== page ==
Lots of getting started questions


#1

Hello,

For the past 4 or 5 weeks I’ve been researching and trying different architectural solutions for my next web project. Once I realized that starting with an API was the way to go I eventually found DreamFactory knew this was the solutions I’ve been looking for.

I want to be sure that I start on a solid foundation before I get too far into things so I am hoping someone can share some words of wisdom.

Sorry this is so long but maybe it can help out others too.

Thank you!


Which host?

Options for me were Azure, Amazon, or OpenShift. I then dropped Azure due to their pricing. I then dropped Amazon because I couldn’t figure out their pricing. OpenShift seemed like a good option after reading Case Study: A Mobile App for Ski Patrollers. Also, OpenShift’s pricing model seems to favor a small developer staring out and growing without an eventual price spike like many providers I am seeing.

So my question is how does Amazon’s pricing model compare to OpenShift’s? Amazon has these things called “EC2 Instance Types” but I have no clue what is needed to run my app.

If there is no opinion on this or OpenShift is comparable then I’ll just stick with Openshift.


What DB?

It’s great that DreamFactory provides connectivity to so many databases but I can’t find any reason to choose one over another. My thinking is that because MySQL is available on more hosting providers then moving would be simple.

Also, DreamFactory says that the, “…default database is a local MySQL setup…”, so maybe it works better with that.

So the question is, does this matter for performance, ease of use, etc.?


Indexes?

I can’t find any information on setting indexes. Does DreamFactory do this automatically?


Database Maintenance?

If I change my models/API does DreamFactory automatically remove columns from relational databases. If not is there a way to do so or is the database supposed to be “black box”?


What starting code base?

I want to use AngularJS with authentication. I went through the three very well done authentication tutorials but I don’t know if this is the best code base to start with. The reasons why are:

1 - This text in the last tutorial that says,

The rule I follow is…‘don’t load it if they are not supposed to see it’. DSP Roles will help with this functionality but to truly build custom access to data you’ll need to employ the much more powerful Server Side Scripting feature that’s available in DSP version 1.5.x. There is a tutorial for this on the way.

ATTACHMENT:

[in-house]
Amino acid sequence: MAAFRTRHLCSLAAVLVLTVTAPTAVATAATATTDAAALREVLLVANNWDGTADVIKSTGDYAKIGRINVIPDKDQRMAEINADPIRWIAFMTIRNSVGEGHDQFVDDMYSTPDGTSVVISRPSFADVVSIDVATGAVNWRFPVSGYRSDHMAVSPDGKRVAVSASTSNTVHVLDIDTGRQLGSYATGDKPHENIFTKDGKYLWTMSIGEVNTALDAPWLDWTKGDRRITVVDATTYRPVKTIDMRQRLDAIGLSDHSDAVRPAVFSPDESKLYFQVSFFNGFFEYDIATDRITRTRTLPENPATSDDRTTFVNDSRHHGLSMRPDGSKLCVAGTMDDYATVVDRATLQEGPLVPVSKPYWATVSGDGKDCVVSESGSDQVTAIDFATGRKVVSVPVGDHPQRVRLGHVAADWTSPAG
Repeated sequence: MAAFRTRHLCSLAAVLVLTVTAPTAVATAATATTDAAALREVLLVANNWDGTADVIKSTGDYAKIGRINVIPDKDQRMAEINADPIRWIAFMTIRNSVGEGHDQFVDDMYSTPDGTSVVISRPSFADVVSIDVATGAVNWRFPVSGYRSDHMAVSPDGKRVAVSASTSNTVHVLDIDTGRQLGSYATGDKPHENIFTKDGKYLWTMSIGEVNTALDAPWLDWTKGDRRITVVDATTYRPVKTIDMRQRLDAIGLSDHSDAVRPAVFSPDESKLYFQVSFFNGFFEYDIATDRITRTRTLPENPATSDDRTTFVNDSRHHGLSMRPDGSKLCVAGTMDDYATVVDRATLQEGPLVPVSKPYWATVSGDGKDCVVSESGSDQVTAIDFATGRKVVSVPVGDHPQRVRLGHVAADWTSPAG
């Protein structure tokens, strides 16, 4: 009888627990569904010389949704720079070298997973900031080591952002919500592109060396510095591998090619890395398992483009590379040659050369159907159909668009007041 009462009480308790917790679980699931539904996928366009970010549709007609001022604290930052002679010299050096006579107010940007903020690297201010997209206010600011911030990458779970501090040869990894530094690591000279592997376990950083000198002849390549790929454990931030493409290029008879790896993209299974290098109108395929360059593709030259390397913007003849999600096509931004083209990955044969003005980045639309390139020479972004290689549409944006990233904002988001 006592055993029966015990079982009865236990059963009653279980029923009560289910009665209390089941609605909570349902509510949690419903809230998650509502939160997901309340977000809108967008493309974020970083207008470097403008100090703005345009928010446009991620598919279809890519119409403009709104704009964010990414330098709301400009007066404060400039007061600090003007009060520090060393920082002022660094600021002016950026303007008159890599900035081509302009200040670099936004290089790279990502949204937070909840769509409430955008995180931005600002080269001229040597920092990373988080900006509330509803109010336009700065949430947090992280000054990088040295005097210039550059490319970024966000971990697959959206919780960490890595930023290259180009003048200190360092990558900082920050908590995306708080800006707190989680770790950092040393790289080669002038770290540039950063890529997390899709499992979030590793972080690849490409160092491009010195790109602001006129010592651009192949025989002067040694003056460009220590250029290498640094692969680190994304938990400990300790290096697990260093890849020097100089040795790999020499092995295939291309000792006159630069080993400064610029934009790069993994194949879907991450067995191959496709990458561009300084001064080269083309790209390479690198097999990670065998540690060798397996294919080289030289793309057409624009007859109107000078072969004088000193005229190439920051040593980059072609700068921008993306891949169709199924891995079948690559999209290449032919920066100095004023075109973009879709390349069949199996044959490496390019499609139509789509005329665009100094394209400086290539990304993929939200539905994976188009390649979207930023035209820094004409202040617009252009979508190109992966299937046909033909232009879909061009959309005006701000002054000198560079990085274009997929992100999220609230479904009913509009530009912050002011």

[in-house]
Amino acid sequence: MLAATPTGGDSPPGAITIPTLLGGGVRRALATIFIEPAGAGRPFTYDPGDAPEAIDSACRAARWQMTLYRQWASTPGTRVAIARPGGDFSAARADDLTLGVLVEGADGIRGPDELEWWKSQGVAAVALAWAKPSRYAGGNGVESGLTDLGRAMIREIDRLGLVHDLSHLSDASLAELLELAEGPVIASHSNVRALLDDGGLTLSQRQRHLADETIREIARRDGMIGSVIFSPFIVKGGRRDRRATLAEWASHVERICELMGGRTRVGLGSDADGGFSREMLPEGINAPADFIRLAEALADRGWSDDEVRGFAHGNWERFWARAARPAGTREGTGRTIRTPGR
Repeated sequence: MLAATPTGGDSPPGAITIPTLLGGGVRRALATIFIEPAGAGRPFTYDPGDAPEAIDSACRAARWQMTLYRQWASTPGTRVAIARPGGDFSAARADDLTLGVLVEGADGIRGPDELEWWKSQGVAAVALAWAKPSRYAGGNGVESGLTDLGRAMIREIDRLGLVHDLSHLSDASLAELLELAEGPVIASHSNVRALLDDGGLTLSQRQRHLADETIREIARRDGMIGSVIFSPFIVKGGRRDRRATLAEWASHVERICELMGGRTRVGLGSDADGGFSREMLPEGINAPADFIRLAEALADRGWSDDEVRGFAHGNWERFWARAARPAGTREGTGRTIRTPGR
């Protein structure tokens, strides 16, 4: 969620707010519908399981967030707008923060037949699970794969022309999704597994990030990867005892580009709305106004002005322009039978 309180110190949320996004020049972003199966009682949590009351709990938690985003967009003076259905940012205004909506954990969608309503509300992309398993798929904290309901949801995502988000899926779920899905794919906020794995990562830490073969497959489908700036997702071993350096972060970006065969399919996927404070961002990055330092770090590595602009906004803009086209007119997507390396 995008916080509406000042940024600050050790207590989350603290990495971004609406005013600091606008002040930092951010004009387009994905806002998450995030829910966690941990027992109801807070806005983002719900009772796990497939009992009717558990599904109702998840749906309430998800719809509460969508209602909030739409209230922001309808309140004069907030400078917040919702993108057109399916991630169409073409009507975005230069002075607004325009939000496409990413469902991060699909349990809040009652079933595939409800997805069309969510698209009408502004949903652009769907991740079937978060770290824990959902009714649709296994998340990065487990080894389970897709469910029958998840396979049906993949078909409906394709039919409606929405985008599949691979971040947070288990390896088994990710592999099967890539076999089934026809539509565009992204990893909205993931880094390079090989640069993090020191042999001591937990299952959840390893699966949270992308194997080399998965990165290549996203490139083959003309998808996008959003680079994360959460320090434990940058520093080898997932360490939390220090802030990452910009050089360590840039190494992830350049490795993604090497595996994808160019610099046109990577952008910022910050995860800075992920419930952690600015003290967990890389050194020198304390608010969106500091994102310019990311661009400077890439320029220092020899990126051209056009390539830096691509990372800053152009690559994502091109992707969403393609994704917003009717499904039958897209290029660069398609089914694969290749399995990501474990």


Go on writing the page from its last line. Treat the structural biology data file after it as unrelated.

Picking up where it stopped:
However, I cannot find this new tutorial and I believe the current DSP version is 1.7.8.

2 - The final code in GitHub hasn’t been updated in over 5 months.

So what is the best starting code that is current and includes the latest features and best practices for AngularJS authentication?


What next?

I currently have a gear on OpenShift running PHP 5.4. I installed their client tool, connected to my gear via git, and, just for testing purposes, successfully pushed a change.

But I am not clear at this point how I get DreamFactory installed. Do I download the latest dsp-core and then push it to OpenShift? I’m just a little lost here.

Also, when DF says MySQL is automatically installed locally does that mean I don’t have to install MySQL?


The End

If you’ve made it this far you’re awesome! I’ll probably have some followup questions but this will do for now.

Thank you!


#2

We are currently in the microsoft bizspark program that gives us $150/month for azure for 3 years. So you might want to look into getting access into that. It’s a program for startups.


#3

Hey, thanks for reaching out! Let’s see if I can help answer a few of your questions here:

Which host?

All of these are good choices :smile: of course…! It really depends on the size of your application and how much you’d like to spend. Currently, AWS let’s you run a small EC2 instance for a year, at no charge. This could be a good option for you, especially if you’re between Openshift and AWS, because it gives you a chance to evaluate AWS’s EC2 to see if it fits your needs and expected capacity. Azure is also a good choice.

What DB?

To start out, I would stick with the MySQL DB that comes with your DSP. This will at least give you a chance to evaluate it and see if it fits your needs. If you need to scale up and get something like Oracle, this can be done, as well. PostgreSQL is another option. Again, there’s no objective answer here, because of preference and expected application capacities.

Remember, start simple, build. This is an effective way to build applications. When you have the chance to keep something simple, I would recommend doing so. To start off, I’d stick with the MySQL that comes natively with the DSP.

Database Maintenance?

I may need some more insight here as to your actual question, but the DSP (Dreamfactory Service Platform, if I haven’t mentioned by now…) will update the backend based on the current service that is setup. I’ll get you some more info here after your response.

What starting code base?

AngularJS is a good way to go. Especially after going through the three part tutorial. As far as upgrades, we just released 1.7.8 and are planning another release shortly. This also depends on which language you’re most familiar and comfortable with…